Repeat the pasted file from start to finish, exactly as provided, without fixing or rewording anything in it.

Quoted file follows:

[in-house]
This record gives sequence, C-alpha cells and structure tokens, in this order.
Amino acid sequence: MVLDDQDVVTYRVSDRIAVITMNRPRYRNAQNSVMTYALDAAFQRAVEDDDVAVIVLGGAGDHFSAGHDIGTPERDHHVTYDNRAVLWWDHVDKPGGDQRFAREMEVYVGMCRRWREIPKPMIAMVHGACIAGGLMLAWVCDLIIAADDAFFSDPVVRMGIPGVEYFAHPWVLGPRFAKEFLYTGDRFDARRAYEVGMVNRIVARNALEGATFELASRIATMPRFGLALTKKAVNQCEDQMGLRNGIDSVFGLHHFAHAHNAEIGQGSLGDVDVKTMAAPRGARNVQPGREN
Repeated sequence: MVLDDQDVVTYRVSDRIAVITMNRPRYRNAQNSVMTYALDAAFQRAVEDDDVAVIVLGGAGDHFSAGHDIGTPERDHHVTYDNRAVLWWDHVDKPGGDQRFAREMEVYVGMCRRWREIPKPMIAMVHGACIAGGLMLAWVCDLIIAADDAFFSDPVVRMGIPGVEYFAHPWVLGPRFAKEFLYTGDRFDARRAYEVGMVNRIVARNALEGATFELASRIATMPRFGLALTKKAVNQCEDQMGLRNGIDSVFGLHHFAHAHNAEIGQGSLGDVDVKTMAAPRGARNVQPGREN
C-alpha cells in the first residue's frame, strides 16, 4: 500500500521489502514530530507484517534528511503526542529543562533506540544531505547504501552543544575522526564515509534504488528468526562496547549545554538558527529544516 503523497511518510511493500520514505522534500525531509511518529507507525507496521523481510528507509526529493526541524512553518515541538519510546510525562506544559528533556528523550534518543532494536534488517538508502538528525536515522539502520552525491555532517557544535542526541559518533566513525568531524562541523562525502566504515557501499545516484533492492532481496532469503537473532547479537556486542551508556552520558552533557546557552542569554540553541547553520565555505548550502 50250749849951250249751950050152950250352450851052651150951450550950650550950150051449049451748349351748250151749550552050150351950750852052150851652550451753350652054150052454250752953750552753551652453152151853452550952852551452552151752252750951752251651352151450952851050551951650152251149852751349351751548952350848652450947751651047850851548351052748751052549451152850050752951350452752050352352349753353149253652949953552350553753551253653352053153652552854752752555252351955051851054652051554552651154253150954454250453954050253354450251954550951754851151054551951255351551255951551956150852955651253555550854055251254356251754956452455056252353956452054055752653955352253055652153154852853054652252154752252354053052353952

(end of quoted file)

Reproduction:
[in-house]
This record gives sequence, C-alpha cells and structure tokens, in this order.
Amino acid sequence: MVLDDQDVVTYRVSDRIAVITMNRPRYRNAQNSVMTYALDAAFQRAVEDDDVAVIVLGGAGDHFSAGHDIGTPERDHHVTYDNRAVLWWDHVDKPGGDQRFAREMEVYVGMCRRWREIPKPMIAMVHGACIAGGLMLAWVCDLIIAADDAFFSDPVVRMGIPGVEYFAHPWVLGPRFAKEFLYTGDRFDARRAYEVGMVNRIVARNALEGATFELASRIATMPRFGLALTKKAVNQCEDQMGLRNGIDSVFGLHHFAHAHNAEIGQGSLGDVDVKTMAAPRGARNVQPGREN
Repeated sequence: MVLDDQDVVTYRVSDRIAVITMNRPRYRNAQNSVMTYALDAAFQRAVEDDDVAVIVLGGAGDHFSAGHDIGTPERDHHVTYDNRAVLWWDHVDKPGGDQRFAREMEVYVGMCRRWREIPKPMIAMVHGACIAGGLMLAWVCDLIIAADDAFFSDPVVRMGIPGVEYFAHPWVLGPRFAKEFLYTGDRFDARRAYEVGMVNRIVARNALEGATFELASRIATMPRFGLALTKKAVNQCEDQMGLRNGIDSVFGLHHFAHAHNAEIGQGSLGDVDVKTMAAPRGARNVQPGREN
C-alpha cells in the first residue's frame, strides 16, 4: 500500500521489502514530530507484517534528511503526542529543562533506540544531505547504501552543544575522526564515509534504488528468526562496547549545554538558527529544516 503523497511518510511493500520514505522534500525531509511518529507507525507496521523481510528507509526529493526541524512553518515541538519510546510525562506544559528533556528523550534518543532494536534488517538508502538528525536515522539502520552525491555532517557544535542526541559518533566513525568531524562541523562525502566504515557501499545516484533492492532481496532469503537473532547479537556486542551508556552520558552533557546557552542569554540553541547553520565555505548550502 50250749849951250249751950050152950250352450851052651150951450550950650550950150051449049451748349351748250151749550552050150351950750852052150851652550451753350652054150052454250752953750552753551652453152151853452550952852551452552151752252750951752251651352151450952851050551951650152251149852751349351751548952350848652450947751651047850851548351052748751052549451152850050752951350452752050352352349753353149253652949953552350553753551253653352053153652552854752752555252351955051851054652051554552651154253150954454250453954050253354450251954550951754851151054551951255351551255951551956150852955651253555550854055251254356251754956452455056252353956452054055752653955352253055652153154852853054652252154752252354053052353952